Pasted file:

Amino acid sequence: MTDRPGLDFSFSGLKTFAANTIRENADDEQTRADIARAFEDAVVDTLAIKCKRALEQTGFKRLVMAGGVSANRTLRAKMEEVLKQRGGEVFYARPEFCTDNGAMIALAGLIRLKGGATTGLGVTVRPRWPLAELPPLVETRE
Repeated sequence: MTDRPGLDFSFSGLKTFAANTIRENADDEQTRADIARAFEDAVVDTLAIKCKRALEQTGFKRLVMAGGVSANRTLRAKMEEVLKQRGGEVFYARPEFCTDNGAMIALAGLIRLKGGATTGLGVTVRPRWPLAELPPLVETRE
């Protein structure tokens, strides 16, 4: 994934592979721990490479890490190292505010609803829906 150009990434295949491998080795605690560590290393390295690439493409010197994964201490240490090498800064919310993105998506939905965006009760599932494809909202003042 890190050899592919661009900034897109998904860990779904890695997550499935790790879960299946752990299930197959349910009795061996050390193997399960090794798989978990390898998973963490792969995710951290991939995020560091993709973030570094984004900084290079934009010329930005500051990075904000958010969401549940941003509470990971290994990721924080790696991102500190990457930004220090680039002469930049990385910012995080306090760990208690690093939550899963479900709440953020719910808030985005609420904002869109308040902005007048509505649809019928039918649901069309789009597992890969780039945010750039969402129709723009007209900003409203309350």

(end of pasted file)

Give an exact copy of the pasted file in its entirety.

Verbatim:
Amino acid sequence: MTDRPGLDFSFSGLKTFAANTIRENADDEQTRADIARAFEDAVVDTLAIKCKRALEQTGFKRLVMAGGVSANRTLRAKMEEVLKQRGGEVFYARPEFCTDNGAMIALAGLIRLKGGATTGLGVTVRPRWPLAELPPLVETRE
Repeated sequence: MTDRPGLDFSFSGLKTFAANTIRENADDEQTRADIARAFEDAVVDTLAIKCKRALEQTGFKRLVMAGGVSANRTLRAKMEEVLKQRGGEVFYARPEFCTDNGAMIALAGLIRLKGGATTGLGVTVRPRWPLAELPPLVETRE
């Protein structure tokens, strides 16, 4: 994934592979721990490479890490190292505010609803829906 150009990434295949491998080795605690560590290393390295690439493409010197994964201490240490090498800064919310993105998506939905965006009760599932494809909202003042 890190050899592919661009900034897109998904860990779904890695997550499935790790879960299946752990299930197959349910009795061996050390193997399960090794798989978990390898998973963490792969995710951290991939995020560091993709973030570094984004900084290079934009010329930005500051990075904000958010969401549940941003509470990971290994990721924080790696991102500190990457930004220090680039002469930049990385910012995080306090760990208690690093939550899963479900709440953020719910808030985005609420904002869109308040902005007048509505649809019928039918649901069309789009597992890969780039945010750039969402129709723009007209900003409203309350």